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Community Kitchens Offer Resources & Training

Members prepared a meal together and learned a new recipe each week.

Anna Geannopoulos / OPB

People in Portland are coming together around food — and not just around a dining table. Community kitchens have been popping up around Portland in recent years to provide space and resources for everyone from families cooking on a budget to aspiring entrepreneurs.

Modeled after the community kitchens of Canada and Seattle, Kitchen Commons is working to create a network of kitchens in Portland. The initiative started in November 2011 with an idea.

“I’ve been interested in community kitchens as a potential tool for addressing hunger and food insecurity for a long time,” says Jocelyn Furbush, Commons Coordinator. So she started the ball rolling by creating Kitchen Commons.

Their mission is not merely to create kitchen spaces, but instead to serve as a resource for how a community kitchen would work and help connect interested individuals with willing kitchens.

“We figured it would be helpful to start demonstrating the type of activities that could happen in these spaces,” says Furbush.

Each participant received this Cooking Matters cookbook at the end of the course.

Anna Geannopoulos / OPB

These activities include cooking classes and cooking groups where people share the cost of groceries and cook together. Kitchen Commons’ first cooking class was hosted by Trinity Full Gospel Pentecostal Church in partnership with the Oregon Food Bank. It was a six-week “Cooking Matters” class that taught kitchen basics for adults and how to eat healthy on a budget.

Kitchen Commons’ partnership with Trinity began when Furbush asked to use the church simply as a meeting space. Church member Florence Jenkins was immediately drawn to the Kitchen Commons message.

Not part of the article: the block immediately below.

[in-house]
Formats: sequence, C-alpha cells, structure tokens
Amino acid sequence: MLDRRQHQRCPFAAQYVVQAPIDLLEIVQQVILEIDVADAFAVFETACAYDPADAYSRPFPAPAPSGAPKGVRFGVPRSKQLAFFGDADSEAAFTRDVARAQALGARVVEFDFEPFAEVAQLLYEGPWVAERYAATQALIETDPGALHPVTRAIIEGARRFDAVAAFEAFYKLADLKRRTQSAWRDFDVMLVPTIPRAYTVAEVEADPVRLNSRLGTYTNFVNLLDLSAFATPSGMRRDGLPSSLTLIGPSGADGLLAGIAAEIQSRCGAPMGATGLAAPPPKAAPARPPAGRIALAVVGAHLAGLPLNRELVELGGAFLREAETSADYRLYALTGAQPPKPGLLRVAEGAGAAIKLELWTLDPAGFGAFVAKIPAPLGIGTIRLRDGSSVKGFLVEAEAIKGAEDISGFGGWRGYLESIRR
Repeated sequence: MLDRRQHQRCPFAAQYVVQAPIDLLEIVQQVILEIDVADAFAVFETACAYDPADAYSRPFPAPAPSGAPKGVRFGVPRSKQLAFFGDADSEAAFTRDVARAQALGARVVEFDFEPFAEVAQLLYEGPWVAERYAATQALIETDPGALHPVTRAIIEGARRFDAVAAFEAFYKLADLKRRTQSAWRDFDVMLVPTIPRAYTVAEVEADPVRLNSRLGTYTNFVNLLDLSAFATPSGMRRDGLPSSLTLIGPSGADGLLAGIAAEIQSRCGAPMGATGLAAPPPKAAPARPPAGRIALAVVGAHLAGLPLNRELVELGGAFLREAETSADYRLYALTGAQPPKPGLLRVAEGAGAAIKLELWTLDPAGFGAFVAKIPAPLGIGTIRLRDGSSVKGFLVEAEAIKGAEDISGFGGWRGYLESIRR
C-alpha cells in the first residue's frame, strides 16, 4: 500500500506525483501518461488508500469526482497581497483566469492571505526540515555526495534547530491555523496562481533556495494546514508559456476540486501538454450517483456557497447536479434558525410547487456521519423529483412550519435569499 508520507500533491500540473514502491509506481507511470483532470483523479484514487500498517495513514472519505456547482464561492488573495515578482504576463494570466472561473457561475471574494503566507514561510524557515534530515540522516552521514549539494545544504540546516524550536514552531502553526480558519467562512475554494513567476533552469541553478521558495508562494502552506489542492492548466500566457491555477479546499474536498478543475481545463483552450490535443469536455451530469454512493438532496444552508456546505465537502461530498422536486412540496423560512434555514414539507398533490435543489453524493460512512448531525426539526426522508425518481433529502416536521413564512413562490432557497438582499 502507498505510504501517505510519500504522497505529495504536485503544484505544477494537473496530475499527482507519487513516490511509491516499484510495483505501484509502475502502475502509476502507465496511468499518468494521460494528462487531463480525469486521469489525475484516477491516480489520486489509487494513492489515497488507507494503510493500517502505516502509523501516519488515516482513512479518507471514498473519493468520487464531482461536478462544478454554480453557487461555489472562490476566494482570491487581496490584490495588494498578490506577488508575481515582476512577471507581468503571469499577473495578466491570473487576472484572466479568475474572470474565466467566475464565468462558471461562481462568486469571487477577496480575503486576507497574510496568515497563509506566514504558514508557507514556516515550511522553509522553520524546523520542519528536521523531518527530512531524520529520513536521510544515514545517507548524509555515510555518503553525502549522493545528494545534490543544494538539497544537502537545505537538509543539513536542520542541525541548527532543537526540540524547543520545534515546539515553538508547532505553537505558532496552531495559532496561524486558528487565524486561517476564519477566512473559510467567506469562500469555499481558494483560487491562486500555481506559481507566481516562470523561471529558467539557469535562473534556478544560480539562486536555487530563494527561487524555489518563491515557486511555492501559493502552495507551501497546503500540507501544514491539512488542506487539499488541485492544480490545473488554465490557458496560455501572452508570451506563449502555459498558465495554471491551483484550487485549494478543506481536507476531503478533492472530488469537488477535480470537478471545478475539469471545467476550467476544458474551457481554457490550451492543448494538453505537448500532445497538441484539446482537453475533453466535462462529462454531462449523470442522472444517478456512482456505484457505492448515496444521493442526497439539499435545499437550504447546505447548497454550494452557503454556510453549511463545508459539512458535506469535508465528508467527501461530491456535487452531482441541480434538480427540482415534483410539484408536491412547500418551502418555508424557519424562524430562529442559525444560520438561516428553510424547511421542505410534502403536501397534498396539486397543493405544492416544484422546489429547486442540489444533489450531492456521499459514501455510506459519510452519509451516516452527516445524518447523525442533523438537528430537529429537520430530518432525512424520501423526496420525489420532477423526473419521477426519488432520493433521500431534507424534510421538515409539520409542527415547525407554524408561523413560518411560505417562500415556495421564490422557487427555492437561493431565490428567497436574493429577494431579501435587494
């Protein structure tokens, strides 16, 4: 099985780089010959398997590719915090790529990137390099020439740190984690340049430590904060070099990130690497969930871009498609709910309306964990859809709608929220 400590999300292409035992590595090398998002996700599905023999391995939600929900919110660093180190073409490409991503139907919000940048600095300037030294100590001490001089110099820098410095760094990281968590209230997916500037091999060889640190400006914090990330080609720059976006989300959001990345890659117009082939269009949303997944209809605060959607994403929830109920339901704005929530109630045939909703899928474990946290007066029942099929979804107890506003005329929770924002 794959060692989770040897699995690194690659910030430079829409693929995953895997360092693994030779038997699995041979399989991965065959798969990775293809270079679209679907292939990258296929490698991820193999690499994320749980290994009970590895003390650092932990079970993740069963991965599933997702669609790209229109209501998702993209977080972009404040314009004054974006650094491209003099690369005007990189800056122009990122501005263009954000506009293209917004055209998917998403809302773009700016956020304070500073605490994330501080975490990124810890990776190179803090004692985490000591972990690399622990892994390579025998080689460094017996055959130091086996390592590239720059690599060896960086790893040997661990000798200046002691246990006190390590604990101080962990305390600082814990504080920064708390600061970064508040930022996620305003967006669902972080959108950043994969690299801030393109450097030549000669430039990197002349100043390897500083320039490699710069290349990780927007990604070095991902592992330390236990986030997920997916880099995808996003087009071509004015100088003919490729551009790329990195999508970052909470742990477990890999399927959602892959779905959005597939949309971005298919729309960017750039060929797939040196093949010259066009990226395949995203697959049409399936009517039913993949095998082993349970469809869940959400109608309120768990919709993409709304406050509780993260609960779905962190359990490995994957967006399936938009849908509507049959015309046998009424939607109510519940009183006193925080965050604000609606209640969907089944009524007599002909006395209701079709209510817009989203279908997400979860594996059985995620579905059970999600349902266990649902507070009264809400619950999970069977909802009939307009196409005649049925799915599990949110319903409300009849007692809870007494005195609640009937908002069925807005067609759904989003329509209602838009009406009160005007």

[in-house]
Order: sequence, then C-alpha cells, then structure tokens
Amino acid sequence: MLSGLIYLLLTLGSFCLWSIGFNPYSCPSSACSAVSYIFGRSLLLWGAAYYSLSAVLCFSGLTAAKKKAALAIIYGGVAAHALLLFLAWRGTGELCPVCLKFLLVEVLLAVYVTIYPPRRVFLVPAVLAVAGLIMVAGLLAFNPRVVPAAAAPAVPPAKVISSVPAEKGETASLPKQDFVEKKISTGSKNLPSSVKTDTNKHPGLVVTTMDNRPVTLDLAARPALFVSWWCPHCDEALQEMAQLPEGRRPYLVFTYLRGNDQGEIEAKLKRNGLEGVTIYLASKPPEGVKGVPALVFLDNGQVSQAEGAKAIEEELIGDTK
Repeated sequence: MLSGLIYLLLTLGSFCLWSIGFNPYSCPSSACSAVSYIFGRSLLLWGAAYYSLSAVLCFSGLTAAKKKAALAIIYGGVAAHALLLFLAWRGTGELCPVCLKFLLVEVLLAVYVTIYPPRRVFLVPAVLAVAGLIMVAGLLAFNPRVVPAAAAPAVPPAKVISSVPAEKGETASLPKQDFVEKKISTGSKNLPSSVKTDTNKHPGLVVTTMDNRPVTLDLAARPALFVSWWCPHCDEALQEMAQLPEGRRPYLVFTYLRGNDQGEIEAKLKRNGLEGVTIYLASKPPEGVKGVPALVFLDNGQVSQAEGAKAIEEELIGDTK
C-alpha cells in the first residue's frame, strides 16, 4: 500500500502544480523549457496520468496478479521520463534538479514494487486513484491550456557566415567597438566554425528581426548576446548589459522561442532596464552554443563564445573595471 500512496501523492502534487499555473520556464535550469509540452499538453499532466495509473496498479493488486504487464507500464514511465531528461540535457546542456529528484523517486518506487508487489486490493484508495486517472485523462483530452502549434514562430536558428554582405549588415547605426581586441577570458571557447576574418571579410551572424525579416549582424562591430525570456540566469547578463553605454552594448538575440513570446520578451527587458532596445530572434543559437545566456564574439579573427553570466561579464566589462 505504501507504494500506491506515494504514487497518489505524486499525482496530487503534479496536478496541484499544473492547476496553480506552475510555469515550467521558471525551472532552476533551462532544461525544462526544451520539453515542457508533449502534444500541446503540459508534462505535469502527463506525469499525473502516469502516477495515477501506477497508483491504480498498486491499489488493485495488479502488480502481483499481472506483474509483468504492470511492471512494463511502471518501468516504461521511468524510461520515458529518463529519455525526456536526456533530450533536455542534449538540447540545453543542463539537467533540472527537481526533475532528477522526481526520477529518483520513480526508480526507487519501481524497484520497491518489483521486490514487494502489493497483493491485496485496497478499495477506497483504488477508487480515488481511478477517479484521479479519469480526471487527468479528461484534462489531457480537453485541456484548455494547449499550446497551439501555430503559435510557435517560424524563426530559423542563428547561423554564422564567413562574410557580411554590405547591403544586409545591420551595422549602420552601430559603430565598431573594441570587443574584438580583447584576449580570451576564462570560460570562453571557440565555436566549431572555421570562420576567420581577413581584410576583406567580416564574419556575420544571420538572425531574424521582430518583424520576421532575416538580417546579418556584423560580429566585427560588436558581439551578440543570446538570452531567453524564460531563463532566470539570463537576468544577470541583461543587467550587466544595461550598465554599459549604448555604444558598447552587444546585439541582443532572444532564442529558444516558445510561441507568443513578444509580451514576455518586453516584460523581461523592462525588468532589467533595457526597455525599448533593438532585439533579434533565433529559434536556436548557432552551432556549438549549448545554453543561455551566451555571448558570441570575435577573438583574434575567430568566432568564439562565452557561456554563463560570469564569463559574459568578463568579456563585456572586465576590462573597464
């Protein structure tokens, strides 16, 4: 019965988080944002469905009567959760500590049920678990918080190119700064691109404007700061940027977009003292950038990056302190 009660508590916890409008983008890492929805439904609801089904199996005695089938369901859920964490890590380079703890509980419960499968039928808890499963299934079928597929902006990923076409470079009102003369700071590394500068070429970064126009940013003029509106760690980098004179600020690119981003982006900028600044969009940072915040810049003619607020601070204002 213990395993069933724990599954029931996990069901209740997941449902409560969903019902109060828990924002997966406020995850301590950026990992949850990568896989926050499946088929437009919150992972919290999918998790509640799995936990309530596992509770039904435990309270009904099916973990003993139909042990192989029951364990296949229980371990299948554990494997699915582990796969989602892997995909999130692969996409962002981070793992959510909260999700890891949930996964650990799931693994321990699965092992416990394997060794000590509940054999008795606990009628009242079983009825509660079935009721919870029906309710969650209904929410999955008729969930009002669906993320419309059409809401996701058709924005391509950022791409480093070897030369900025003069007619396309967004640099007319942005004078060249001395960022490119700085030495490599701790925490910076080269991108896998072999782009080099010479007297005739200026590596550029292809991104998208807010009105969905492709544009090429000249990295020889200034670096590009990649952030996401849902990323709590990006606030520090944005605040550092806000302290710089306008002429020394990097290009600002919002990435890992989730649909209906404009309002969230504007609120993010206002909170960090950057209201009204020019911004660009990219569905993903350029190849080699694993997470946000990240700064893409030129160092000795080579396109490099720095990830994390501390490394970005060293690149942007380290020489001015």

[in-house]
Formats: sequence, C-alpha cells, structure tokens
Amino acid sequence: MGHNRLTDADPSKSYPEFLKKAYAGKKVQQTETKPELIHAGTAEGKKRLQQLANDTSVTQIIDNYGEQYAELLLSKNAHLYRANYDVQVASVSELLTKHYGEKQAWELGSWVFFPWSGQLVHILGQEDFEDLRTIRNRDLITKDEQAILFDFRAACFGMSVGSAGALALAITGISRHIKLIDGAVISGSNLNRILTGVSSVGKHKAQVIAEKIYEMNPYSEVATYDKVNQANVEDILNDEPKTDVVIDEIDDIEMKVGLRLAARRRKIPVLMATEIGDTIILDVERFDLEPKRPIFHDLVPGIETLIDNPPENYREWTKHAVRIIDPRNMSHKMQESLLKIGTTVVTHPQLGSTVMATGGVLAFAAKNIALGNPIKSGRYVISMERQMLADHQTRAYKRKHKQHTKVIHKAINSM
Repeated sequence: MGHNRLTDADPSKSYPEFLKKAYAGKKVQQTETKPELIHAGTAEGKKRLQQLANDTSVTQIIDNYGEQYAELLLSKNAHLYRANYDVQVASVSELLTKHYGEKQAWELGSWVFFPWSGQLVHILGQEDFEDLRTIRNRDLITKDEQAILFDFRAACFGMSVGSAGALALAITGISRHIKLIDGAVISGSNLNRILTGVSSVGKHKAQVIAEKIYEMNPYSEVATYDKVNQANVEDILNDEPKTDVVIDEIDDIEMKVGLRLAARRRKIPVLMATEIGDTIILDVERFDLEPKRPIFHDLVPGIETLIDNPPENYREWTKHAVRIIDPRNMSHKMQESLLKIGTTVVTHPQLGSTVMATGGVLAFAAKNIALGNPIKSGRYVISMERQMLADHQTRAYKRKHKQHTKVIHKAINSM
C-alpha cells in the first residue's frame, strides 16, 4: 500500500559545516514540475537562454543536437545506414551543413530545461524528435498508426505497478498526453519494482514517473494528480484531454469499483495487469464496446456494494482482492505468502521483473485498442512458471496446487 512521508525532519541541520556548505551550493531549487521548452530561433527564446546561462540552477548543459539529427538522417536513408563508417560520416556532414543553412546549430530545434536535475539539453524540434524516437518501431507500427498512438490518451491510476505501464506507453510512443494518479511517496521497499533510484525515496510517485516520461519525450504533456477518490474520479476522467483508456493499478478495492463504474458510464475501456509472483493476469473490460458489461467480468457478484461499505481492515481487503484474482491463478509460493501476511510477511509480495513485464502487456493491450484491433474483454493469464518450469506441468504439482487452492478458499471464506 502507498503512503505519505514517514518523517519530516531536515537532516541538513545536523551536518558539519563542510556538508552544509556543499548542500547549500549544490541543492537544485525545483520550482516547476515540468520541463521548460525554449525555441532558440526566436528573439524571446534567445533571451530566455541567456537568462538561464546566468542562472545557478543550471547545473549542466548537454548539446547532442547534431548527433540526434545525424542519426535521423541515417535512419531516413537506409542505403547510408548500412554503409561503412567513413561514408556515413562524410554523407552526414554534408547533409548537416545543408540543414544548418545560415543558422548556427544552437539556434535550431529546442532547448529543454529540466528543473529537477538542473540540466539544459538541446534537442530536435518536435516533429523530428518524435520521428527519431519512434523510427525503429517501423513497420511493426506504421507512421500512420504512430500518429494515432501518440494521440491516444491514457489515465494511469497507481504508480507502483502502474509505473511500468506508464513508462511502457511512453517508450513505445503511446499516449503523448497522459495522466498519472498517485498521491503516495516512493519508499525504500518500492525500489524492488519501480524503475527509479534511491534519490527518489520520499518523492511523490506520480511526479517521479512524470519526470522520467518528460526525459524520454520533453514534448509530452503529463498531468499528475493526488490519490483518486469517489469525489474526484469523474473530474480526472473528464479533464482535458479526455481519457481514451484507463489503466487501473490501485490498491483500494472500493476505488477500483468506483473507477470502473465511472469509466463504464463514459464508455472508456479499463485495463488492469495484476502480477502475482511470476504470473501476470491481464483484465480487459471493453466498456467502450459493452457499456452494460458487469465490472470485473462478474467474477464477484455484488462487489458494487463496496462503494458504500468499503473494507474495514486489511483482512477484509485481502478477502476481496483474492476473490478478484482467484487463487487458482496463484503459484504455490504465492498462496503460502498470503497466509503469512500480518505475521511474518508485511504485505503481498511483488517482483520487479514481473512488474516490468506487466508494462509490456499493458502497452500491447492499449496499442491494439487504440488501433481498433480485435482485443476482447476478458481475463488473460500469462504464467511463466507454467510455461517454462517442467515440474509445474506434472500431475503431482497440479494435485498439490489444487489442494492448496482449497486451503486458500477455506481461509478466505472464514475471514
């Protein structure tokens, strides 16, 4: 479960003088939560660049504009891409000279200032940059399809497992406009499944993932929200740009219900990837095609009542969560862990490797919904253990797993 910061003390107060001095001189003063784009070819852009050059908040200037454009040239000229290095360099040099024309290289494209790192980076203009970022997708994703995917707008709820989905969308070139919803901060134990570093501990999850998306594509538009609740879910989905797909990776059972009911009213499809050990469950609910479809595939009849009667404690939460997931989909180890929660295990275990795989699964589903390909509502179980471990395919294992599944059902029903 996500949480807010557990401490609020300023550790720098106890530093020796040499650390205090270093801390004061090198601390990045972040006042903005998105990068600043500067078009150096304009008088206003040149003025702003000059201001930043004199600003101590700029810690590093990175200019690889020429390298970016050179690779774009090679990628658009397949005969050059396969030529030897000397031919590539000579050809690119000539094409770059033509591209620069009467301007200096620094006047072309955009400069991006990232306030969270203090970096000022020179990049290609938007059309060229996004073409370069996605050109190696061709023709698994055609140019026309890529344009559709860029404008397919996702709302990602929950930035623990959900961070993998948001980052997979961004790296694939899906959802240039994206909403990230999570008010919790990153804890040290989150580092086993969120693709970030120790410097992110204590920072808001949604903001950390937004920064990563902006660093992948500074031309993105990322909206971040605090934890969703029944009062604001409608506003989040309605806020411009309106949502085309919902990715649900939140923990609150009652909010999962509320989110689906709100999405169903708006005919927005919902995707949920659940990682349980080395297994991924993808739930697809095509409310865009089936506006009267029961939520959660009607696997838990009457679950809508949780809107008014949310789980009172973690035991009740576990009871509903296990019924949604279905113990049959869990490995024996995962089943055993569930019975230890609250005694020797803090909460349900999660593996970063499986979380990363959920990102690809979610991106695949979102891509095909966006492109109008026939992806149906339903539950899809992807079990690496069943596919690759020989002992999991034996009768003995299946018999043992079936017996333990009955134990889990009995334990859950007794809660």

“When I saw that it was about cooking and kitchens and hopefully a venue for entrepreneurs, I thought, ‘Yeah, we’ve got to get her in here,’ ” says Jenkins, Pilot Kitchen coordinator. She is also the owner of Exquisite Indulgence Desserts and has been struggling to get her business up and running.

“I understand what’s it’s like to be an entrepreneur and not be able to afford a kitchen or your own retail space,” Jenkins explains.

Jessie Burke, the proprietor of Posies Bakery and Café in North Portland, also makes kitchen space available to aspiring entrepreneurs as well as established chefs. 

Jessie Burke is the owner of Posies Cafe in Kenton.

Ifanyi Bell / OPB

Like many neighborhood cafés, Posies is like a second living room to many who live nearby. Its large dining area provides a comfortable place to enjoy coffee, soups, sandwiches and baked goods. 

Some of the bakery items are made in the small yet capable kitchen in the back of the café. However, the presence of an on-site bakery doesn’t necessarily mean that the baked items sold in the café are made there. Posies imports many of their baked goods because the kitchen is often in use by tenants.

Burke, who started the café in 2008, decided a year after opening that she would rent the small kitchen space to bakers and cooks. Since then, she has housed caterers, food-cart owners and even culinary students in her kitchen. 

“There are a lot of people who are into food and into cooking in Portland, but don’t have a space to do it,” says Burke. “There’s a real demand for kitchen space for people to use without having to have the expense of a permanent location.” In addition, renting Posies’ kitchen provides additional support for Burke and her business, maximizing her earnings per square foot.

As for Florence Jenkins, she is still hoping to find ways to expand Exquisite Indulgence Desserts. She is also excited about taking cooking classes and hopes more kitchens will consider opening their doors to entrepreneurs.

 “I love food, I love fellowship and I love fun,” says Jenkins.

Note: Posies Bakery and Café’s kitchen space is currently rented.